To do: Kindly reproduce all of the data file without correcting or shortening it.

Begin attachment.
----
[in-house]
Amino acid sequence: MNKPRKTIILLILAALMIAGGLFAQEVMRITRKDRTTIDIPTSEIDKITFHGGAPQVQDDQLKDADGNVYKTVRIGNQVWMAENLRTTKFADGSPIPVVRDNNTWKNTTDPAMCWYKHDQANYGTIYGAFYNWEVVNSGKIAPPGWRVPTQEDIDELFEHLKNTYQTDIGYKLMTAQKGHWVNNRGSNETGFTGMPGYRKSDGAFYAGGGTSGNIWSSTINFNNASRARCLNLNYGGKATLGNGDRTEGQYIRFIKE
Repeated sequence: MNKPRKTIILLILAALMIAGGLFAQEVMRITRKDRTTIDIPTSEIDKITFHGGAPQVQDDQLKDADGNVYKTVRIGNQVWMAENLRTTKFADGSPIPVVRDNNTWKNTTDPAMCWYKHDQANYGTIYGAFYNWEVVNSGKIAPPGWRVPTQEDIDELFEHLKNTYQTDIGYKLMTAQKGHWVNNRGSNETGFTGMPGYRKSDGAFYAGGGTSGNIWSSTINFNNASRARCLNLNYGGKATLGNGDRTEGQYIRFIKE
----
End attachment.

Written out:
[in-house]
Amino acid sequence: MNKPRKTIILLILAALMIAGGLFAQEVMRITRKDRTTIDIPTSEIDKITFHGGAPQVQDDQLKDADGNVYKTVRIGNQVWMAENLRTTKFADGSPIPVVRDNNTWKNTTDPAMCWYKHDQANYGTIYGAFYNWEVVNSGKIAPPGWRVPTQEDIDELFEHLKNTYQTDIGYKLMTAQKGHWVNNRGSNETGFTGMPGYRKSDGAFYAGGGTSGNIWSSTINFNNASRARCLNLNYGGKATLGNGDRTEGQYIRFIKE
Repeated sequence: MNKPRKTIILLILAALMIAGGLFAQEVMRITRKDRTTIDIPTSEIDKITFHGGAPQVQDDQLKDADGNVYKTVRIGNQVWMAENLRTTKFADGSPIPVVRDNNTWKNTTDPAMCWYKHDQANYGTIYGAFYNWEVVNSGKIAPPGWRVPTQEDIDELFEHLKNTYQTDIGYKLMTAQKGHWVNNRGSNETGFTGMPGYRKSDGAFYAGGGTSGNIWSSTINFNNASRARCLNLNYGGKATLGNGDRTEGQYIRFIKE